Issue No. 3—Arkansas Term Limits Amendment—proposed very important and detrimental changes to the Arkansas Constitution; it sought to impose the strictest term limits in the country. Good citizens of Arkansas should ask themselves, why? Issue No. 3 would have fostered corruption in our legislature by creating high turnover. Fortunately, the Supreme Court of Arkansas recently struck down Issue No. 3, and votes on the matter will not be counted in the upcoming November election.

The Downside of Shorter Term Limits

Although Issue No. 3 will not be on the ballot this election, this is not the first-time voters have been faced with voting for or against shorter term limits. Big corporations are constantly pushing for shorter term limits, so they can pay less for those inexperienced and easily corrupted individuals to be voted into our legislature. Frustrated citizens and taxpayers often take the default positions of “drain the swamp” or “kick them all out of office” whenever they grow tired of the politics or the conditions created by the politics. It would only seem natural, then, to believe that shorter terms for politicians would lead to better governing by better elected officials, right? Wrong.


While it may seem counter-intuitive, shorter term limits will only lead to an increase in corruption, inexperienced legislators, highly influential lobbyists peddling their corporate client’s self-interests, and a lack of institutional knowledge generally held by seasoned legislators. By shortening the term limits, we arbitrarily remove experienced and knowledgeable legislators who are adequately serving their constituents and replace them with inexperienced individuals who can be easily persuaded, influenced, and as several recent cases reveal, illegally corrupted by lobbyists and the corporate interests that they service. Shorter term limits create high turnover in the legislature. In turn, high turnover creates instability and a lack of continuity that is a hallmark of good governance. A business that has high turnover suffers from inexperienced staff and lack of consistent customer service. An athletic team with a revolving door of players never bonds as a team and fails to work together for the greater good. The same can be said for a legislature with high turnover. The result is inexperienced lawmakers with no incentive to be responsive to their constituents and no opportunity to create relationships of trust and cooperation with other lawmakers so that they can work together to solve the bigger problems facing all Arkansans. A legislator’s experience and trust built up over a career of public service should be highly-sought and highly-valued traits among voters going to the polls.

Shorter term limitations eliminate our right to vote for the best candidate for the job. It superficially limits who can run for office based on length of service instead of on ability and support among voters. By supporting shorter term limits, you are agreeing that individual citizens of Arkansas are not intelligent enough to vote for the best candidate and need the government’s guidance (term limits) to limit who you can or cannot vote for.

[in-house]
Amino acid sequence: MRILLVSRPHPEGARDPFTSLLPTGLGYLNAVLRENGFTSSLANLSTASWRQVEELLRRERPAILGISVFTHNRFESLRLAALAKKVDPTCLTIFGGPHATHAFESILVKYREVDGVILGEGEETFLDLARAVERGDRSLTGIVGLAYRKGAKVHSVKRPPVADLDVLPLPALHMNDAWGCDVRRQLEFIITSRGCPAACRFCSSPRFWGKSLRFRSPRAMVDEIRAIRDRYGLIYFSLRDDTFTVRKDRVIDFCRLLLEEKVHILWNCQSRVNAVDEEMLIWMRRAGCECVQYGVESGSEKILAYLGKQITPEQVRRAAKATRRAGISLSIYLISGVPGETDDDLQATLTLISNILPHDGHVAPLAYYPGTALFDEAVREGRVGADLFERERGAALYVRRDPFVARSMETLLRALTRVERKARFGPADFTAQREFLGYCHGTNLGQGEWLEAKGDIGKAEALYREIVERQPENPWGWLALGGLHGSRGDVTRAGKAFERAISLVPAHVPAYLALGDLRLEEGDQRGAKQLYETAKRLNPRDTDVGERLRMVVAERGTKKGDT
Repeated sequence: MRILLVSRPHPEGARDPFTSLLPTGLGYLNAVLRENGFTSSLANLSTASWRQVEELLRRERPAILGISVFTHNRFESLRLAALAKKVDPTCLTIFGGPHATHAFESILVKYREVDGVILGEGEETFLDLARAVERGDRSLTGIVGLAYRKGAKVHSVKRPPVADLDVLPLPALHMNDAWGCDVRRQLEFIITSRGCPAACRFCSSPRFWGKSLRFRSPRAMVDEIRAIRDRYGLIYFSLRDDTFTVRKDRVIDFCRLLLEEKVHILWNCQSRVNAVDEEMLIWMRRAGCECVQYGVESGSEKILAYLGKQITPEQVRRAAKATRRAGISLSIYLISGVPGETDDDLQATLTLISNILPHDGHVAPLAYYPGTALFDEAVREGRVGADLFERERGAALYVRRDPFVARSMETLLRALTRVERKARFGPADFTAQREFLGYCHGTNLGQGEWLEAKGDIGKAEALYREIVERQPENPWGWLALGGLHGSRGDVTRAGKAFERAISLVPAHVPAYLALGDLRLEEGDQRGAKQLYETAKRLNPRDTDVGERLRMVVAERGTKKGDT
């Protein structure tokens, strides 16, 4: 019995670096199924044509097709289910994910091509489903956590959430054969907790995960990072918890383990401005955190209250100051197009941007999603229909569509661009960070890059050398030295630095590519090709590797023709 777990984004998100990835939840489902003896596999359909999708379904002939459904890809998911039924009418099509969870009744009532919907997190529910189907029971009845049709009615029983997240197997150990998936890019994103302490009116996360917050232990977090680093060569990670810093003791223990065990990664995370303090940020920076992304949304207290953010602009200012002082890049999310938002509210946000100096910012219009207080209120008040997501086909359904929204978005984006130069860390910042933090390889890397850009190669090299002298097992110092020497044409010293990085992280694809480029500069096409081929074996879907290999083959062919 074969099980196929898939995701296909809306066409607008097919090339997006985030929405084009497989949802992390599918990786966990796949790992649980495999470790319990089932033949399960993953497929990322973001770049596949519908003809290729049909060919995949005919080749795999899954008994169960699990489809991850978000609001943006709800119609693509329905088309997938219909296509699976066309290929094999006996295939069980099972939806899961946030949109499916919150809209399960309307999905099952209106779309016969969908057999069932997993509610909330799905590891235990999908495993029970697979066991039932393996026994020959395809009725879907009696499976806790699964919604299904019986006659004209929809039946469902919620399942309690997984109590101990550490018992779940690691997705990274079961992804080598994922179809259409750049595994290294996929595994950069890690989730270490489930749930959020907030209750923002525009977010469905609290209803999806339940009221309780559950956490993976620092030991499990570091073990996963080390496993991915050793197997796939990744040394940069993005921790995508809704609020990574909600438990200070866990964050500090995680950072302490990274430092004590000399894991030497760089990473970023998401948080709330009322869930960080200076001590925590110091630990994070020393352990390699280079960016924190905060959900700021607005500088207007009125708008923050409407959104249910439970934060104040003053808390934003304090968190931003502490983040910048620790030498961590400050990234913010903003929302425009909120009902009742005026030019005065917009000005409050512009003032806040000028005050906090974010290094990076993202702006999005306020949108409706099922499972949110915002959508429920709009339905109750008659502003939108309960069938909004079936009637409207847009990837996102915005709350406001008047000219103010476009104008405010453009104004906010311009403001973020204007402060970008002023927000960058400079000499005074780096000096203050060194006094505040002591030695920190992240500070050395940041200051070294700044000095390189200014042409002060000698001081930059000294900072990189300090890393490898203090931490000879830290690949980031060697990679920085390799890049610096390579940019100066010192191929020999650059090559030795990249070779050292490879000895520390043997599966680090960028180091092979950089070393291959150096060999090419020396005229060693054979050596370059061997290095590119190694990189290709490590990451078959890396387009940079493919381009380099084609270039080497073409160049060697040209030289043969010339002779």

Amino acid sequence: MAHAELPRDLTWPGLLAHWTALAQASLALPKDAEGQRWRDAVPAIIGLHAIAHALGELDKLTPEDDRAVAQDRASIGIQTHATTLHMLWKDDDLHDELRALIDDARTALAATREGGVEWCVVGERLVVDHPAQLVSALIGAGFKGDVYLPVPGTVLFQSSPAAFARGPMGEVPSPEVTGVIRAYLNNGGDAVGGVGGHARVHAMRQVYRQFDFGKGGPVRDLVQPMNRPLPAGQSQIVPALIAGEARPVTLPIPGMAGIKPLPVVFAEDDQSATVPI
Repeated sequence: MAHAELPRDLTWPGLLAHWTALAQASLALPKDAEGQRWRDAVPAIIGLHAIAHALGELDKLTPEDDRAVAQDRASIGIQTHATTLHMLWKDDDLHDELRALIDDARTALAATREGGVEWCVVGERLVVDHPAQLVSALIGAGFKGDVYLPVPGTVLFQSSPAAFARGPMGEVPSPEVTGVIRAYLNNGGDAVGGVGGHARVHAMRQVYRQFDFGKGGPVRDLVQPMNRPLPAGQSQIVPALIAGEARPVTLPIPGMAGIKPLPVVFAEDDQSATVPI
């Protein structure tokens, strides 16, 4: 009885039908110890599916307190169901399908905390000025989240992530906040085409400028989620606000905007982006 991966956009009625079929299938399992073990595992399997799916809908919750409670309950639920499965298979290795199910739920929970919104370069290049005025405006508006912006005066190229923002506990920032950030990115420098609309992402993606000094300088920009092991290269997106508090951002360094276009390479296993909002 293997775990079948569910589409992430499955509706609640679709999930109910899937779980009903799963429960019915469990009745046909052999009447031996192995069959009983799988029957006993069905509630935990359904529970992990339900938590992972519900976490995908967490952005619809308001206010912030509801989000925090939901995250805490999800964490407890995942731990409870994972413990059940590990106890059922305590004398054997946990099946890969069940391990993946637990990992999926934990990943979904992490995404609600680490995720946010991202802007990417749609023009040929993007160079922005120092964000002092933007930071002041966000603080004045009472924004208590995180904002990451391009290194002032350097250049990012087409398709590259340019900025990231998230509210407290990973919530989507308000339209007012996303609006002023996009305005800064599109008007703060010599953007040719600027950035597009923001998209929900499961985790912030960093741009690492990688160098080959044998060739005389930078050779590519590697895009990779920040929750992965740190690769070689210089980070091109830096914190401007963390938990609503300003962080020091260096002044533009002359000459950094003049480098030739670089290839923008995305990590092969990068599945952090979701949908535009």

Shorter term limits will have the largest impact on rural areas where there are fewer individuals running for public office. Large corporations and special interests can manufacture individuals to run in those areas. Proof is already present among those that supported Issue No. 3. Out-of-state corporations were pouring hundreds of thousands of dollars into our state to impose the strictest term limits in the country to support a national agenda. Arkansas already has a 16-year term limit that recently passed in 2014. Any benefit in term limits has been surpassed at this point. No good will come from shortening term limits to this extreme. It will only have a negative effect by disqualifying those candidates that are best fit for the job.


Issue No. 3 Struck Down By The Supreme Court Of Arkansas

On September 5, 2018, a lawsuit was filed regarding the validity of Issue No. 3 and requesting that it be removed from the November ballot. The plaintiff argued there were defects in the Popular Name & Ballot Title, as well as insufficient signatures for the proposed amendment. On October 19, 2018, the Supreme Court of Arkansas struck down Issue No. 3 due to errors on petition pages containing voter signatures. Accordingly, there were not enough valid voter signatures to place Issue No. 3 on the ballot.

While recent developments, indictments, and prison sentences clearly illustrate that Arkansas has its own “swamp” that needs to be drained at the State Capitol, shorter term limits are not the answer to the problem. Constant, arbitrary, high turnover of legislators in our State government will only make the problem worse. Arkansans should continue to have the power to vote in and vote out legislators according to their record and who is best fit for the job; not because of an arbitrary limit.


This is a paid post by Reddick Moss.

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